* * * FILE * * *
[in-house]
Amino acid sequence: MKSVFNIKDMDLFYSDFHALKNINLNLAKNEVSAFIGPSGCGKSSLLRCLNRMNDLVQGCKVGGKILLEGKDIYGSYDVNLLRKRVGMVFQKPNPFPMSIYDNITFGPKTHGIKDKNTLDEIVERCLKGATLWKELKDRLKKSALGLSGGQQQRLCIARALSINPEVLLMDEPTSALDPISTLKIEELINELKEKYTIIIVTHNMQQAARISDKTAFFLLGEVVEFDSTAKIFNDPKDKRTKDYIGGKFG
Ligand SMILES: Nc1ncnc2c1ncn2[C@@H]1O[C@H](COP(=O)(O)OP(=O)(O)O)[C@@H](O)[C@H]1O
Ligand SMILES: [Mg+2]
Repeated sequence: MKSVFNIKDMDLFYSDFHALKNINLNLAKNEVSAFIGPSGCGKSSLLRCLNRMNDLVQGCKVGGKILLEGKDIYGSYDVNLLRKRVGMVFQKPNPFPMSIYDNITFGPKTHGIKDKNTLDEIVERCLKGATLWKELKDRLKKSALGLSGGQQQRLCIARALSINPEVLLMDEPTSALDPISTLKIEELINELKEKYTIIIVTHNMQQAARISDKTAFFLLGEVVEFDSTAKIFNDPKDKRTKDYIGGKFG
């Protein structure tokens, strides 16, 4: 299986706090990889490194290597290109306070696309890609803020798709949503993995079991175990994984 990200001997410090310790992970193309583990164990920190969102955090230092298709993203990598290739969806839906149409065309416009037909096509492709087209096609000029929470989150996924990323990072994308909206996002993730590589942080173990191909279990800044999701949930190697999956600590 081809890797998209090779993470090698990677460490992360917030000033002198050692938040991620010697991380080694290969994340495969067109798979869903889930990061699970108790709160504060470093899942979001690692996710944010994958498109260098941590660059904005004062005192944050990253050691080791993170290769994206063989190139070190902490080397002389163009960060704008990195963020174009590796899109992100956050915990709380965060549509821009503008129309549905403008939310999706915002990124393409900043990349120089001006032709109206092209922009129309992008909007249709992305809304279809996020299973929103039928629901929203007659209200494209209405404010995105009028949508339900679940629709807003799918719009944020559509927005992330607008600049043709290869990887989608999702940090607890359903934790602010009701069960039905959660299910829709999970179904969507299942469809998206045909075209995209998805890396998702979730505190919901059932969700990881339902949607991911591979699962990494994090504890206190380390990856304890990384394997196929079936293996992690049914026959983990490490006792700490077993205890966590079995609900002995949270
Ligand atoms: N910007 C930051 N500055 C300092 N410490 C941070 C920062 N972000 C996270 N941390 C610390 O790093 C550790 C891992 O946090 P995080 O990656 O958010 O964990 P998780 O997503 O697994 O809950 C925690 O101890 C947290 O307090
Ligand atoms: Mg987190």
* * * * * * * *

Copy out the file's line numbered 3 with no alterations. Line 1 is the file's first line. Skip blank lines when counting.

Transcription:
Ligand SMILES: Nc1ncnc2c1ncn2[C@@H]1O[C@H](COP(=O)(O)OP(=O)(O)O)[C@@H](O)[C@H]1O